Q: I have a 120GB iPod classic needing a battery change. I am opting for an in-store change due to lack of skill, and as a result, I am told I will lose all my data.
I have my songs backed up already, but I am concerned about losing the artwork manually added (i.e. not inside the mp3 file). Is it possible to use Windows Explorer to do a straight copy and paste of all the MP3 and DB files and then re-copy onto the replacement iPod? Are there any files I should not copy back over?
A: Since the iPod classic uses a hard drive to store your data, it’s actually very unlikely that simply having the battery changed will result in you losing any data; most likely the store is advising you of this simply as a precaution, and it’s definitely a good idea because anything can happen.
If you’ve manually added your album artwork to your tracks through iTunes, then it should be embedded in your MP3 files anyway, as this is how iTunes normally behaves. If artwork was added to the tracks directly on your iPod after copying the music onto it, then the source files on your computer would likely not have embedded artwork, and you would need to copy them back from the iPod in order to have the copies with the artwork stored on your computer.
The ideal way to back up the content on your iPod classic is actually to copy it off using one of the methods described in our article on Copying Content from your iPod to your Computer and then reimport it into your iTunes library. This will ensure that everything is properly tagged and organized on your computer, including your album artwork. iTunes can also automatically download and add album artwork to any tracks that don’t already include it, however artwork added using this method will not be stored inside the actual MP3 files, but only in the appropriate iTunes and iPod databases. See our Guide to Album Tagging, Art and Playlists in iTunes for more information.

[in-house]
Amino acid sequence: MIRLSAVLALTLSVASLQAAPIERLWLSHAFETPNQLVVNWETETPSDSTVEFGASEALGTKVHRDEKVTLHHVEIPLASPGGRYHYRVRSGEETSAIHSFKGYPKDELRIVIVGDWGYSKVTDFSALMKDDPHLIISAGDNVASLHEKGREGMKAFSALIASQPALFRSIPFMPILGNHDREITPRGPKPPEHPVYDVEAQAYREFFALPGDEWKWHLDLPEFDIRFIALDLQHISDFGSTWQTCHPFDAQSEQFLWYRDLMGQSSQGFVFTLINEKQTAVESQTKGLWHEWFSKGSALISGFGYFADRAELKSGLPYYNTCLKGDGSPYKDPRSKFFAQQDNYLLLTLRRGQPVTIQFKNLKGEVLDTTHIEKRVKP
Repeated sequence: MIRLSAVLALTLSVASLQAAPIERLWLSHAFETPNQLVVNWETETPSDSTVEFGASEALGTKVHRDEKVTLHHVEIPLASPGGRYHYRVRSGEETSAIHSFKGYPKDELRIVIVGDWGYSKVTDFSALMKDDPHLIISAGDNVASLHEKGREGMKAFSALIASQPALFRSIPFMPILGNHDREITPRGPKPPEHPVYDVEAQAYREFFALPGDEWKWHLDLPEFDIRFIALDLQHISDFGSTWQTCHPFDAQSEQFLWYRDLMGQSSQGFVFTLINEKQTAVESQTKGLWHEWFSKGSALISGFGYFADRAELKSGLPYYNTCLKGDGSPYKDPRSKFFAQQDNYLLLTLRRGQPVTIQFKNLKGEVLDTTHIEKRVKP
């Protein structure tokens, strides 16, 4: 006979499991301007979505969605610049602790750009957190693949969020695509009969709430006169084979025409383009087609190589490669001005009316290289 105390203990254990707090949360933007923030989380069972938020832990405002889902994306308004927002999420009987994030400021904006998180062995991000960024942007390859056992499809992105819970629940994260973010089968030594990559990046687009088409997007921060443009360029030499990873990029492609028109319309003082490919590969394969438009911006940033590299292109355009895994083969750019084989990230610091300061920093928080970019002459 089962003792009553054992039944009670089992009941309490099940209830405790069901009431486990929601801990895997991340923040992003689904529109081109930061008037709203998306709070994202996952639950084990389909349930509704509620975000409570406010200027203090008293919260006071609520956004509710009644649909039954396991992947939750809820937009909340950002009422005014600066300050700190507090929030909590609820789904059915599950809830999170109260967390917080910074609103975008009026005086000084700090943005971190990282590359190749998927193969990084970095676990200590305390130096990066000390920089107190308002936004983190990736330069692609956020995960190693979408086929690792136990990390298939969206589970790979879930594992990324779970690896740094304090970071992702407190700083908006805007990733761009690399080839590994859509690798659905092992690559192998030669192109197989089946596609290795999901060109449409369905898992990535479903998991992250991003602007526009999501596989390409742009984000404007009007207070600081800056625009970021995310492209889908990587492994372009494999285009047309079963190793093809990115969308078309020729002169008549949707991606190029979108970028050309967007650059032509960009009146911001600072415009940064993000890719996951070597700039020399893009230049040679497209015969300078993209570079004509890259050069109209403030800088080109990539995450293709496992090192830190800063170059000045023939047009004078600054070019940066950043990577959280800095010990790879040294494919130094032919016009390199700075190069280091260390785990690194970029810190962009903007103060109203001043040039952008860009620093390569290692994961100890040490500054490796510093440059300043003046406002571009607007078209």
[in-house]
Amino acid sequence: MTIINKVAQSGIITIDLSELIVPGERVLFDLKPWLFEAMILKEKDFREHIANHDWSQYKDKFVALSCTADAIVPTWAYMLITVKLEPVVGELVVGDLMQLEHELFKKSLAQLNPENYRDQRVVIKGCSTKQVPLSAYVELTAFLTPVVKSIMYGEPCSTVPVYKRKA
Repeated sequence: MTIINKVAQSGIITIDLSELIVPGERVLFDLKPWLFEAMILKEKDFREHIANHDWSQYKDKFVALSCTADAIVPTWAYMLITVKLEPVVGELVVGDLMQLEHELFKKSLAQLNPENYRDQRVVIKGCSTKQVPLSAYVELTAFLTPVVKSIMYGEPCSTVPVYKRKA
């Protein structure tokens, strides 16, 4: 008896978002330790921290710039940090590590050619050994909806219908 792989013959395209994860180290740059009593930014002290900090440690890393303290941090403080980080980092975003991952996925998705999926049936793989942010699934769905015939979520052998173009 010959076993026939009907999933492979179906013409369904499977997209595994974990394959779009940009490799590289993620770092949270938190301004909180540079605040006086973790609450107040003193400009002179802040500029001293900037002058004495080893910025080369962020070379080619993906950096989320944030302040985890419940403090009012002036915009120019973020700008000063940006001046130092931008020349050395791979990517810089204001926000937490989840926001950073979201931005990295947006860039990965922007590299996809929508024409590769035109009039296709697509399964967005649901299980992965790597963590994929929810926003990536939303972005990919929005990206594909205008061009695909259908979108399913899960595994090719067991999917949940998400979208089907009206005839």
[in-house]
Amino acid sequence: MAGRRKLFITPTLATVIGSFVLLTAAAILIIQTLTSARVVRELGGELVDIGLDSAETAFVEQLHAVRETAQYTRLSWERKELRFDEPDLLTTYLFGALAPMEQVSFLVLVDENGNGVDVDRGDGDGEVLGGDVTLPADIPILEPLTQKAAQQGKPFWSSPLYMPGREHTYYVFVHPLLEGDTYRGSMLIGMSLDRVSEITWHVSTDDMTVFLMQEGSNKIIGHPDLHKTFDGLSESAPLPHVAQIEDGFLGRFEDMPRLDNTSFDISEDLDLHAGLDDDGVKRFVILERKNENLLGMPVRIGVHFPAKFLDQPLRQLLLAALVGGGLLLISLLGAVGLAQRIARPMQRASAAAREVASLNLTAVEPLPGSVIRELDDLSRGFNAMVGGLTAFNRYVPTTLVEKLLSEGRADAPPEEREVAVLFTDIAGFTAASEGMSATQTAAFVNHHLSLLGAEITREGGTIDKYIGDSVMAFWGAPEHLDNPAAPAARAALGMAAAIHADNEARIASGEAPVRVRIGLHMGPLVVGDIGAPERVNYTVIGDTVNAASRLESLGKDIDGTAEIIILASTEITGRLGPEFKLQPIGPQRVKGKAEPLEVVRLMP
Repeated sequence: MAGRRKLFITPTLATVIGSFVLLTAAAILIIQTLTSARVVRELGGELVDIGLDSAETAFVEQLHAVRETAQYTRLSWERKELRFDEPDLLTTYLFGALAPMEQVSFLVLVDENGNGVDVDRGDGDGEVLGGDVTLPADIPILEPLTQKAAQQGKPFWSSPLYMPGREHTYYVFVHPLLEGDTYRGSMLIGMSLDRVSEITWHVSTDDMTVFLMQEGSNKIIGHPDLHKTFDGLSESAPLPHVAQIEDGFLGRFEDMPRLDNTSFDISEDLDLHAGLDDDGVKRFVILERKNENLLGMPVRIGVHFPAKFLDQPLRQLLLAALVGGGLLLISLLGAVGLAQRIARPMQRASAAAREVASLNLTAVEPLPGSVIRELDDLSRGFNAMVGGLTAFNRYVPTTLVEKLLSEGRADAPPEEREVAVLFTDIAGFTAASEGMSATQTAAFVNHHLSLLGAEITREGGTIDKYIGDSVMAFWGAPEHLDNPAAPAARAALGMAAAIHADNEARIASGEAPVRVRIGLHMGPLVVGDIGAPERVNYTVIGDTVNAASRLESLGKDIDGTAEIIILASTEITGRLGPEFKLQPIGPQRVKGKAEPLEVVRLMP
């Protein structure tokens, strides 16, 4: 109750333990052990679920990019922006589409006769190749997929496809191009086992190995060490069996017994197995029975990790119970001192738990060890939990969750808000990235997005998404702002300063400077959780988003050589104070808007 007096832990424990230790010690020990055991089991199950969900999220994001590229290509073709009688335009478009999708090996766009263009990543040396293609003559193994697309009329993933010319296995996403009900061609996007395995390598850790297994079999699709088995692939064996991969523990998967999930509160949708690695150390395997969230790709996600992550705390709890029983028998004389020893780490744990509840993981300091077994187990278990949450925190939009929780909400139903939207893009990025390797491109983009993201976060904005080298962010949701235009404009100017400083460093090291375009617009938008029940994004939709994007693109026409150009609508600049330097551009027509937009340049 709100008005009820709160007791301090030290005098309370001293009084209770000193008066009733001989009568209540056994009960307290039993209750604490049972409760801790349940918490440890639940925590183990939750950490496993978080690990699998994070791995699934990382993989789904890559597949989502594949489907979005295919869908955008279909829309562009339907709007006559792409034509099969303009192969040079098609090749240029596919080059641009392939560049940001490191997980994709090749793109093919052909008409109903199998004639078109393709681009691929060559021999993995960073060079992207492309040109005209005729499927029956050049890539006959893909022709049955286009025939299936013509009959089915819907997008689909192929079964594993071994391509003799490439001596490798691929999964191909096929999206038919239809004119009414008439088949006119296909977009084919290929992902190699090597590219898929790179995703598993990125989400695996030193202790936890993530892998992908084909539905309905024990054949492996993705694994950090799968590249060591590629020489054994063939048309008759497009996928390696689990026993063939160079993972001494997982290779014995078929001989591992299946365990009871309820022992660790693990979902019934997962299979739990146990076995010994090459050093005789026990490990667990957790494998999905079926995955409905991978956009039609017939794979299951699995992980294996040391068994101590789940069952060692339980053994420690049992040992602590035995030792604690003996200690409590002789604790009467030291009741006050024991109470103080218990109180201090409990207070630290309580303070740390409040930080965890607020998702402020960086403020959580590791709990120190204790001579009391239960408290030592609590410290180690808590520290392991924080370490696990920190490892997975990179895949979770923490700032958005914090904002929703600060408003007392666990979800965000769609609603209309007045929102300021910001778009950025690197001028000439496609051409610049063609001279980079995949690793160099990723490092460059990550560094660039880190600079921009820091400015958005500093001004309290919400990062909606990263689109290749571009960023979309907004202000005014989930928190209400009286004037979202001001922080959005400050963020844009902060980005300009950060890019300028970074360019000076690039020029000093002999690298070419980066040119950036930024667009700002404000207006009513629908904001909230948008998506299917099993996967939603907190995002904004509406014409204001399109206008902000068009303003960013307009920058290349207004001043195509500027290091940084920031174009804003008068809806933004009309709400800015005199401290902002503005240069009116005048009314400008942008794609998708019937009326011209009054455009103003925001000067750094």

Creating a new iTunes library from your iPod content provides the most flexibility as all of your data is stored properly in an iTunes library and can be managed and retransferred from there. Should this not be an option for whatever reason, however, you actually can just copy everything from your iPod classic to another hard drive using Windows Explorer, but you must ensure that you include the “iPod_Control” folder, which is where all of your music and database files are actually stored. This is normally a hidden folder, so be sure that you’ve enabled the option to show hidden files and folders in Windows Explorer. The section on “The Brute Force Approach” in our Copying Content from your iPod to your Computer article provides more information on how to do this.
This can be copied back onto your iPod classic in much the same way should you need to restore it, and there aren’t any files you need to worry about excluding since you’re copying your data back onto the same model of device.
If you want a more automated process for this, you may also want to consider purchasing a third-party app such as iCloner ($20, free trial available), which is specifically designed for this purpose.